Set at the crossroads of Turkish, Persian and Russian cultures under the red flag of Communism in the late 1970s, The Orphan Sky reveals one woman’s struggle to reconcile her ideals with the corr...
Set at the crossroads of Turkish, Persian and Russian cultures under the red flag of Communism in the late 1970s, The Orphan Sky reveals one woman’s struggle to reconcile her ideals with the corrupt world around her, and to decide whether to betray her country or her heart.
Leila is a young classical pianist who dreams of winning international competitions and bringing awards to her beloved country Azerbaijan. She is also a proud daughter of the Communist Party. When she receives an assignment from her communist mentor to spy on a music shop suspected of traitorous Western influences, she does it eagerly, determined to prove her worth to the Party.
But Leila didn’t anticipate the complications of meeting Tahir, the rebellious painter who owns the music shop. His jazz recordings, abstract art, and subversive political opinions crack open the veneer of the world she's been living in. Just when she begins to fall in love with both the West and Tahir, her comrades force her to make an impossible choice.
California, June 2002
Music seemed to flow out of the painting. Piano arpeggios in scarlet layers. Violin pizzicati in gold and silver brushstrokes. A dark...
California, June 2002
Music seemed to flow out of the painting. Piano arpeggios in scarlet layers. Violin pizzicati in gold and silver brushstrokes. A dark D minor progression of chords sweeping by, trailed by a velvety soft harmony in white. Flutes spilling nostalgic blues and violets into the ever-changing palette of Rachmaninoff’s Piano Concerto no. 3.
I could see and hear music again; I could surrender to its colors and passions. Something I hadn’t been able to experience in twenty years. Since I buried my heart in the past. Since the sea of my destiny took me far away from the land of my childhood and washed me ashore, an empty shell without the trace of a pearl.
The painting was exhibited at the Pacific Design Center in Los Angeles, on loan from the National Art Museum of Azerbaijan. The Times art critic praised it effusively in his article:
The application of broken colors, mineral-based pigments, and silver; the dramatic Caravaggio-like shift from dark to light; the mystical objects depicted in the tradition of ancient Persian miniatures—all these induce an extraordinary emotional effect. The painting—signed Maiden Tower—is a true masterpiece, created by an artist who possesses brilliant technique and unconstrained imagination. And what everyone who’s seen it wants to know is this: Who is this great master?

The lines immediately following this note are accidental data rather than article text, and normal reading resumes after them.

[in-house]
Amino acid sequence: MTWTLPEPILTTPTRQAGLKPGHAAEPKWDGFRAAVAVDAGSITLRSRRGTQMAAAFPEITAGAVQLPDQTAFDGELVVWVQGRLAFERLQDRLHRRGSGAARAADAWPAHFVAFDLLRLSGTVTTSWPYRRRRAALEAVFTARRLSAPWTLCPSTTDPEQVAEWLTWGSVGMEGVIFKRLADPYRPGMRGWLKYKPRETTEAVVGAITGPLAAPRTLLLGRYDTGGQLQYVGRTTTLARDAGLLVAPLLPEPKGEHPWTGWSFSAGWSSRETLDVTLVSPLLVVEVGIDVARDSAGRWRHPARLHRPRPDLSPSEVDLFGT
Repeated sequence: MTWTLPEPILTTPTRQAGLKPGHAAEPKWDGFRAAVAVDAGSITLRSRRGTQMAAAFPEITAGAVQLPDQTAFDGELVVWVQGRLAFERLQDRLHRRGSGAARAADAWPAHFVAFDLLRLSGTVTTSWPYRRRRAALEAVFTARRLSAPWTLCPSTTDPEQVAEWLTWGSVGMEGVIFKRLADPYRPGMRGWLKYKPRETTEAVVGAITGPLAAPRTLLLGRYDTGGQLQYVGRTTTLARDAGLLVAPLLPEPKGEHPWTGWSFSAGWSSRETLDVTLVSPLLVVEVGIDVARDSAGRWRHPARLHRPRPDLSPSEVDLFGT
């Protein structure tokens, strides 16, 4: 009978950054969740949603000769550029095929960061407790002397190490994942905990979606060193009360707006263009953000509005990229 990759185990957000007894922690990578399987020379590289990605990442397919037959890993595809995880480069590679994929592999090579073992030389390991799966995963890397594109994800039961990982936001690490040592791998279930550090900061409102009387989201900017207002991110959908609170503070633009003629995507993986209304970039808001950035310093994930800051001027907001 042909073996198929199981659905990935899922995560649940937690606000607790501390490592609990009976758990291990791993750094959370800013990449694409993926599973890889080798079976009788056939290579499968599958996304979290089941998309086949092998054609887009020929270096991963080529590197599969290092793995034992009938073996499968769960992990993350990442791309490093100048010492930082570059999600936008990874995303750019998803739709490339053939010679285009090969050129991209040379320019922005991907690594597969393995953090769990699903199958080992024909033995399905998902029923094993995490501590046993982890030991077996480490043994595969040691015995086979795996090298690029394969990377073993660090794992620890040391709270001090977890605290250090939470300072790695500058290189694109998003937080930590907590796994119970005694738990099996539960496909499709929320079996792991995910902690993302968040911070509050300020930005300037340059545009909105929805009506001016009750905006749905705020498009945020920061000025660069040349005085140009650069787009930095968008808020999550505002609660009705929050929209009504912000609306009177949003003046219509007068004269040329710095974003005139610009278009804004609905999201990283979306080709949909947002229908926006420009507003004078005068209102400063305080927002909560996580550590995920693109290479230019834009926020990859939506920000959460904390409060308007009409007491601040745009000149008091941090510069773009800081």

I knew. The moment I entered the showroom and saw the canvas, I knew.
Maiden Tower, obscured by the large crowd of spectators, dazzled by the relentless camera flashes, rose from the darkness of the stormy sea, fires breaking out of its sliver-like windows. A lonely princess—half human, half bird—standing on its crown, her wings reaching into the dome of the wakening sky.
And, appearing from behind the clouds, drowned in Caravaggio’s light, the face of a girl.
Many years ago, I sat for Tahir in a dingy, dark Kabul hotel room. With the roar and the flashes of artillery tearing up the sky outside. With the moon—the only source of light—peeking in through the grimy window. I can still smell the paint, trace Tahir’s strokes in the air. Painfully familiar, even after all this time.
A group of visitors, obviously VIP, approached, led by a short, stocky woman in a pink Chanel suit. I’d seen her before. The editor of a glossy magazine, Azerbaijan Today, published here in Los Angeles, and the curator of every Azeri event in America. She cleared space for her group, positioned herself firmly on her crimson stilettos, and began to speak in heavily accented English:
“Ten thousand years ago, the evil Shah of Darkness conquered the Land of Azerbaijan and ordered the building of a tower from the bottom of the Caspian Sea. When the tower reached the sky, every maiden was taken from her parents and locked inside to wait for the night of her wedding to the Shah. Darkness swallowed our land for many years until one morning when birdsong wakened the people of Azerbaijan. Fluttering vermilion feathers, the Firebird soared over Maiden Tower, leading the sun back to its rightful place in the firmament of the sky.”
The Legend of Maiden Tower—a tale from my childhood promising a triumphal finale at the end of a long struggle. Encouraging one to stand up to darkness and strive to reach for the skies. Something I had failed to do.
It was after five p.m. when I pulled onto the southbound 405 Freeway, together with the thousands of Angelenos heading back to their safe enclaves. Mine was Laguna Beach, a quaint California village of fishermen, artists, and jet-setters, lost between sunburned rocky canyons and the blue infinity of the Pacific Ocean. An ideal escape for someone running from the past.